[Coral-List] [SPAM] Re: banning wild collection when mariculture sources exist

Charles Delbeek delbeek at waquarium.org
Sun Mar 2 16:47:29 EST 2008

Well said Peter!

I would also like to point out that a coral aquaculture facility on 
Ishigaki Island, Japan, back in the mid-90s was required by permit to 
replant 30% (?) of their production back on to the local reefs. The 
percentage needs to be carefully considered or else the business would 
not be profitable. There are plenty of programs, manuals and models out 
there for how to run coral aquaculture businesses successfully and be 
sustainable as Peter describes, it seems that many people are either 
unaware of these, or choose not to acknowledge them.


Peterrubec at cs.com wrote:
> In a message dated 2/28/2008 11:51:01 PM Eastern Standard Time, lesk at bu.edu 
> writes: 
>> coral-list at coral.aoml.noaa.gov
>   It should be noted that marine aquarium fish are collected with nets in 
> many countries. But, the use of cyanide for fishing continues in the Philippines, 
> Indonesia, Vietnam, and Malaysia. The International Marinelife Alliance-IMA 
> (which I helped to found) has conducted net-training as an alternative and also 
> developed the Destructive Fishing Reform Program (DFRP). This occurred prior 
> to the formation of the Marine Aquarium Council, which IMA supported.  More 
> recently, I have been collaborating with Telapak (an  Indonesian NGO) and the 
> East Asian Seas and Terrestrial Initiatives (EASTI). Both EASTI and Telapak are 
> actively involved with working with aquariuim fish collectors and conducting 
> village-based programs that are promoting sustainability. The village of Les 
> (in northern Bali) has a holding facility and the village cooperative has been 
> exporting net-caught marines. Over the past year they reduced the mortality of 
> fish coming by boat  from net-collectors collectors situated in didstant 
> villages in Bali, Sulawesi, and Java. The village of Serangan is another site where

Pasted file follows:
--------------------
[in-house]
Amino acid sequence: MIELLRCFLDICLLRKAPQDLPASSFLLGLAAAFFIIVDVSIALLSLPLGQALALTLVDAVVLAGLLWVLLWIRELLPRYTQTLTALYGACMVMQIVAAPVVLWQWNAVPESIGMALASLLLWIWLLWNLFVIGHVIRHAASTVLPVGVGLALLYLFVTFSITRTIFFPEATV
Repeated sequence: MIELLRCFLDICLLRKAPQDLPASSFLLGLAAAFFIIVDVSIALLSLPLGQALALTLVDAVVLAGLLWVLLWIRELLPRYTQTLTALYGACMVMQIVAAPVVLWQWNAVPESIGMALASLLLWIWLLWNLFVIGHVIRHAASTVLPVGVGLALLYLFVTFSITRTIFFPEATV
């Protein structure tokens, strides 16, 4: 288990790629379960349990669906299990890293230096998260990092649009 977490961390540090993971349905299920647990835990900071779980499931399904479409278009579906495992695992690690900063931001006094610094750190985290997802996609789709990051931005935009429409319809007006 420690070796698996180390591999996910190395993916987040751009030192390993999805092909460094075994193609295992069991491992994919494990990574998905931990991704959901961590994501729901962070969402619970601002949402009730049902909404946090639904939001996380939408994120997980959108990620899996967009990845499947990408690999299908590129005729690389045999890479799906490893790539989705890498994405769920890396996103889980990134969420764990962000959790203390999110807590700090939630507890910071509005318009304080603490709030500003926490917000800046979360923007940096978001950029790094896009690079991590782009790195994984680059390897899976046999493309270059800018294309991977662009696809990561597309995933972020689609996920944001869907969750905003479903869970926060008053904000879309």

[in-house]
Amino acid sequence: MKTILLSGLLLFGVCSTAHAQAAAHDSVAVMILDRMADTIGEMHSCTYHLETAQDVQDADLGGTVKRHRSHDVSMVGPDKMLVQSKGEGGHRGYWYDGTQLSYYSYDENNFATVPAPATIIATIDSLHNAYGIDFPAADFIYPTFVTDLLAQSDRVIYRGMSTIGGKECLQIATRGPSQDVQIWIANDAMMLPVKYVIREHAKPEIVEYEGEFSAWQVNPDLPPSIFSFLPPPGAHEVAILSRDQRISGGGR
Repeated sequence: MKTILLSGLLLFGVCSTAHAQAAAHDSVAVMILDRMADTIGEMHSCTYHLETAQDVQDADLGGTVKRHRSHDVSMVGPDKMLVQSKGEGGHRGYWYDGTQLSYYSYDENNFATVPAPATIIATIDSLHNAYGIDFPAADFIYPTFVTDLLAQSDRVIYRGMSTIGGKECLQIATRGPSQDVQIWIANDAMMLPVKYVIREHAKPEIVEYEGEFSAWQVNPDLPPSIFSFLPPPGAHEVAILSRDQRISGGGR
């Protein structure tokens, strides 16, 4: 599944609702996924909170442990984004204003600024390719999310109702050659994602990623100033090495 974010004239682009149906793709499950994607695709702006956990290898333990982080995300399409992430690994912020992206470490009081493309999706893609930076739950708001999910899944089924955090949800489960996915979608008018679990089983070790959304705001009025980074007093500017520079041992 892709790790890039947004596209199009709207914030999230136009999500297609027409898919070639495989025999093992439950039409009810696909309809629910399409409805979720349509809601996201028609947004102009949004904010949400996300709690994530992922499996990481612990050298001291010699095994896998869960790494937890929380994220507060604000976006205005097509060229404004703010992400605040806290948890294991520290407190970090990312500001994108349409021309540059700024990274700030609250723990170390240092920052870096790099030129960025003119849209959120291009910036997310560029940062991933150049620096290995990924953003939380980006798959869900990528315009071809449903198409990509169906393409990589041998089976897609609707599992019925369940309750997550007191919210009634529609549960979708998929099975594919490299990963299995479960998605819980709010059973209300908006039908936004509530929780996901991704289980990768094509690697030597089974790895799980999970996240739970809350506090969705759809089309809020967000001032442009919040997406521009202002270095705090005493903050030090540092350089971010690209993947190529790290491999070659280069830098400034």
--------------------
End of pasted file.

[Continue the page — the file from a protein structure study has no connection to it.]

> EASTI and Telapak have assisted the village association with the creation of 
> a coral farm. They has been conducting coral reef restoration programs using 
> corals grown from frags. They also created an artificial "live rock" out of 
> cement and volcanic tufa. The artificial rock is set out in the ocean for about 
> three months, then harvested and exported. Both communities have been exporting 
> to buyers in Europe, Canada, and the USA. These villages are examples of a 
> sustainable aquarium trade.
> I have organized sessions titled A Sustainable Marine Aquarium Trade at the 
> last two Marine Ornamentals Conferences held in Las Vegas in 2006 and more 
> recently in Lake Bueno Vista Florida (February 9-11, 2008).  The presentations 
> given showed that it is possible to have sustainable wild harvest, to create 
> coral farms for live rock, fragged corals, and giant clams, and to tie these 
> programs to management measures that foster sustainable use without damaging coral 
> reefs or other coastal habitats.  We are domonstrating that such programs can 
> be economically competetive though the chain of custody.
> Sincerely,
> Peter J. Rubec, Ph.D.
> Tel. 727-896-8626
> Email: peterrubec at cs.com     
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